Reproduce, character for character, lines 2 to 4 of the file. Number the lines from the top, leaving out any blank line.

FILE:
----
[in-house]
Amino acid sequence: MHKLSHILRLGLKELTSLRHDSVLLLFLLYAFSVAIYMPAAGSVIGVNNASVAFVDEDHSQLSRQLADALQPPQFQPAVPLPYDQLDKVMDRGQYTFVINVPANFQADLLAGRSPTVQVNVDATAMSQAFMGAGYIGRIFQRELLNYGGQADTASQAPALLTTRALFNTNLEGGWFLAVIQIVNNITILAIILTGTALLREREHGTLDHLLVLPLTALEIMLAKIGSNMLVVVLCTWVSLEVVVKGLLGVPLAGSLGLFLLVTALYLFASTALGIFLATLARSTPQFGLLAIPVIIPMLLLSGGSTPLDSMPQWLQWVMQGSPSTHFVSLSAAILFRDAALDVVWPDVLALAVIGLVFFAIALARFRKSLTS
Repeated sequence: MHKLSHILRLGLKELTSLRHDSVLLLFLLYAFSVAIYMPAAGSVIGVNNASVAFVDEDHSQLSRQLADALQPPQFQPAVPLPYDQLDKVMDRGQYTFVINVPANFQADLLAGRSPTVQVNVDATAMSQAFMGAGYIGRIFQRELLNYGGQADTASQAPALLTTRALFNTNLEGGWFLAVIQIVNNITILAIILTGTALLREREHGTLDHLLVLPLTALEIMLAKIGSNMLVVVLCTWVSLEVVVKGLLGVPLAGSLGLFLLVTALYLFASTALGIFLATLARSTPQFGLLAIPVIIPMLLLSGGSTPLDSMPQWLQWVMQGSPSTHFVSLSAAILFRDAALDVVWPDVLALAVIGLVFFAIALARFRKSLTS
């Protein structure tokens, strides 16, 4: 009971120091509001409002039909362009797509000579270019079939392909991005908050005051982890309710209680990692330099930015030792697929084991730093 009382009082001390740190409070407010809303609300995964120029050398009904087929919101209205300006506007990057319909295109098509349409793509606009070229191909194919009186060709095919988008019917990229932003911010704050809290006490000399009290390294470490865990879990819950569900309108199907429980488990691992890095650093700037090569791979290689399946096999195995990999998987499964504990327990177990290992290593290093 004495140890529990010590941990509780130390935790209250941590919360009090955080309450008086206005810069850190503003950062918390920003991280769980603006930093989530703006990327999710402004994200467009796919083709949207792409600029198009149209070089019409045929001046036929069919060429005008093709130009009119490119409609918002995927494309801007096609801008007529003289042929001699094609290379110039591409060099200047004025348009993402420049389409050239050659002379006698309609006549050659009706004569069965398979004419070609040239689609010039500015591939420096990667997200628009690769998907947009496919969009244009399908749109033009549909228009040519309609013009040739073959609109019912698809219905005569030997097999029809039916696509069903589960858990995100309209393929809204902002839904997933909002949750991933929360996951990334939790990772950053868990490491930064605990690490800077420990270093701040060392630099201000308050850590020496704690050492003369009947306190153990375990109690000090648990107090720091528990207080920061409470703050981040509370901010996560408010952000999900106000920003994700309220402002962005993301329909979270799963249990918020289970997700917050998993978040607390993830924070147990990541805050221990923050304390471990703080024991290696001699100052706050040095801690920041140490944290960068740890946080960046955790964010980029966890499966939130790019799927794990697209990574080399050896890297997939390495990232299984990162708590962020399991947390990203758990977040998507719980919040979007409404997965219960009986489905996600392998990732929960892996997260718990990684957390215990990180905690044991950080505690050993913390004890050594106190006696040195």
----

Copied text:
Amino acid sequence: MHKLSHILRLGLKELTSLRHDSVLLLFLLYAFSVAIYMPAAGSVIGVNNASVAFVDEDHSQLSRQLADALQPPQFQPAVPLPYDQLDKVMDRGQYTFVINVPANFQADLLAGRSPTVQVNVDATAMSQAFMGAGYIGRIFQRELLNYGGQADTASQAPALLTTRALFNTNLEGGWFLAVIQIVNNITILAIILTGTALLREREHGTLDHLLVLPLTALEIMLAKIGSNMLVVVLCTWVSLEVVVKGLLGVPLAGSLGLFLLVTALYLFASTALGIFLATLARSTPQFGLLAIPVIIPMLLLSGGSTPLDSMPQWLQWVMQGSPSTHFVSLSAAILFRDAALDVVWPDVLALAVIGLVFFAIALARFRKSLTS
Repeated sequence: MHKLSHILRLGLKELTSLRHDSVLLLFLLYAFSVAIYMPAAGSVIGVNNASVAFVDEDHSQLSRQLADALQPPQFQPAVPLPYDQLDKVMDRGQYTFVINVPANFQADLLAGRSPTVQVNVDATAMSQAFMGAGYIGRIFQRELLNYGGQADTASQAPALLTTRALFNTNLEGGWFLAVIQIVNNITILAIILTGTALLREREHGTLDHLLVLPLTALEIMLAKIGSNMLVVVLCTWVSLEVVVKGLLGVPLAGSLGLFLLVTALYLFASTALGIFLATLARSTPQFGLLAIPVIIPMLLLSGGSTPLDSMPQWLQWVMQGSPSTHFVSLSAAILFRDAALDVVWPDVLALAVIGLVFFAIALARFRKSLTS
């Protein structure tokens, strides 16, 4: 009971120091509001409002039909362009797509000579270019079939392909991005908050005051982890309710209680990692330099930015030792697929084991730093 009382009082001390740190409070407010809303609300995964120029050398009904087929919101209205300006506007990057319909295109098509349409793509606009070229191909194919009186060709095919988008019917990229932003911010704050809290006490000399009290390294470490865990879990819950569900309108199907429980488990691992890095650093700037090569791979290689399946096999195995990999998987499964504990327990177990290992290593290093 004495140890529990010590941990509780130390935790209250941590919360009090955080309450008086206005810069850190503003950062918390920003991280769980603006930093989530703006990327999710402004994200467009796919083709949207792409600029198009149209070089019409045929001046036929069919060429005008093709130009009119490119409609918002995927494309801007096609801008007529003289042929001699094609290379110039591409060099200047004025348009993402420049389409050239050659002379006698309609006549050659009706004569069965398979004419070609040239689609010039500015591939420096990667997200628009690769998907947009496919969009244009399908749109033009549909228009040519309609013009040739073959609109019912698809219905005569030997097999029809039916696509069903589960858990995100309209393929809204902002839904997933909002949750991933929360996951990334939790990772950053868990490491930064605990690490800077420990270093701040060392630099201000308050850590020496704690050492003369009947306190153990375990109690000090648990107090720091528990207080920061409470703050981040509370901010996560408010952000999900106000920003994700309220402002962005993301329909979270799963249990918020289970997700917050998993978040607390993830924070147990990541805050221990923050304390471990703080024991290696001699100052706050040095801690920041140490944290960068740890946080960046955790964010980029966890499966939130790019799927794990697209990574080399050896890297997939390495990232299984990162708590962020399991947390990203758990977040998507719980919040979007409404997965219960009986489905996600392998990732929960892996997260718990990684957390215990990180905690044991950080505690050993913390004890050594106190006696040195």